“Ava and Lex kind of drive us offensively in terms of every aspect of the game,” Giustiniani said. “We have some three specialists, but those two push the ball, they share the point guard role and Ava’s a rebounder and a push forward and she finishes or dishes.
“Lex is all over the court. She has had such great games against Bronxville and I knew if she got in their head it would be frustrating for them. All of them were yelling, ‘She’s carrying.’ They haven’t called that since the ’80s. I knew then they were done.”
In this particular game, however, it was Kaul who was the difference-maker in Giustiniani’s eyes. He credited her for providing “the spirit” in the victory.
“At the beginning of the game she just made a couple of shots, she rebounded, she tipped balls away, she cleared the board, she started breaks, she was composed,” he said. “She was the single most composed player on our team. In any big game you need that person to just go, ‘I’m here.’ It took time for everyone to catch up to that. Shark was just ready from the tip. I was so impressed by her.”
Then there was Clarke who, despite the foul trouble, was making “amazing” passes, and Bortstein, who overcame a slow start after Ackerman went in for her.
“Then you put Rachel back in and she drains a three in the corner,” Giustiniani said. “She got herself together. They’re all like that.”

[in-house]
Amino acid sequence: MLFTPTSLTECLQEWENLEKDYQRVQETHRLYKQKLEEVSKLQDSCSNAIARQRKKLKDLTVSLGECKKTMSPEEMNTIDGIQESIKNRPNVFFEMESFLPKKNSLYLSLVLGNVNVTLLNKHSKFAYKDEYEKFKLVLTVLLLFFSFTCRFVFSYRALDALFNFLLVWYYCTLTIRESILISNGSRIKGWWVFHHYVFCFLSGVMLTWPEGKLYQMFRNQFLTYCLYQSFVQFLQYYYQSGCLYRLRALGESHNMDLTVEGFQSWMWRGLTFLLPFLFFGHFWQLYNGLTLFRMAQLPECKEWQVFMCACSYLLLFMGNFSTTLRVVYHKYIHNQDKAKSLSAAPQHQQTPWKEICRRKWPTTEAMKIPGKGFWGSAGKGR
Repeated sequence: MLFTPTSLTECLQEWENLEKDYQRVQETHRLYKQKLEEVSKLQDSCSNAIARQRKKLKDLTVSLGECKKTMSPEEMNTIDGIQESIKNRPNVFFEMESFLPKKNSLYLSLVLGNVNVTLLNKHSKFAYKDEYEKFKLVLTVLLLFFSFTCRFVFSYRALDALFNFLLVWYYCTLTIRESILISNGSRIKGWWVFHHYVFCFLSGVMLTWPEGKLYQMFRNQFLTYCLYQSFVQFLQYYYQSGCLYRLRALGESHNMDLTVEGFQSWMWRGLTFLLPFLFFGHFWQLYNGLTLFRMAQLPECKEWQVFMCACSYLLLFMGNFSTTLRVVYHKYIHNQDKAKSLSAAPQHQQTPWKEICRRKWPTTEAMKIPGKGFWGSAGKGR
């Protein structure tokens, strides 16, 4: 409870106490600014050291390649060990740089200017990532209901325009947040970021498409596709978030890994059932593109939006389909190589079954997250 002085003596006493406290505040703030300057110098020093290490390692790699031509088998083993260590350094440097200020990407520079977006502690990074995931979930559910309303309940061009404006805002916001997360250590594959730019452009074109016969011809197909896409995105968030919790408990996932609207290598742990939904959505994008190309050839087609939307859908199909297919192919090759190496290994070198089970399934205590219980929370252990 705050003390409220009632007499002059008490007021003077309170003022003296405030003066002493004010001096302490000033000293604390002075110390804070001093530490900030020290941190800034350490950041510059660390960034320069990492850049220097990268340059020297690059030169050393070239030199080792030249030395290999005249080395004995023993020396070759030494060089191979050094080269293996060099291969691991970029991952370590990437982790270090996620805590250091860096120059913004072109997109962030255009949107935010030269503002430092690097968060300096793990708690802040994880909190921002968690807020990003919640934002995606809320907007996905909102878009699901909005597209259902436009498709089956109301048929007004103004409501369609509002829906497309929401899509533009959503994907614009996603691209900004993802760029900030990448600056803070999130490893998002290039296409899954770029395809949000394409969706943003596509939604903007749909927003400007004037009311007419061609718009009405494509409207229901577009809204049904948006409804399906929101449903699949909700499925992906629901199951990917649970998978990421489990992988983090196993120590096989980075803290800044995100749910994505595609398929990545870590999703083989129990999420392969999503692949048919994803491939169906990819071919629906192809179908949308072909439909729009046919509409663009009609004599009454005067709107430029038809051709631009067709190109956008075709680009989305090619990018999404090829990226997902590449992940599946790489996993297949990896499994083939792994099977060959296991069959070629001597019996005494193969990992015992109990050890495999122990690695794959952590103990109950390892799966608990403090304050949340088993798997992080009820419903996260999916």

Ackerman and Kraus were the boosts of energy the team needed throughout the game.
“What doesn’t Sammi so? What does she not do?” Giustiniani said. “If she was 5-foot-10 she’d possibly be an All-Section player. And Scarlett comes off the bench and drains a three. Just great kids.”
The girls took Giustiniani’s advice to, “Do what you’re good at, not what you want to be good at.” Clarke said that made the team “a notable force.”
“I think that has especially resonated with me,” she added. “I might not be the best three-point shooter, but I’m good at steals, rebounding, assists.”
Briarcliff won handily in the first game of the season, 68-24, so Edgemont’s goal was to at least make a better showing no matter what the outcome in the sectionals rematch.
“We know Briarcliff’s record is intimidating, but we have to go in with an open mindset and just try our hardest,” Clarke said. “No matter the outcome we have to be proud of what we’ve done.”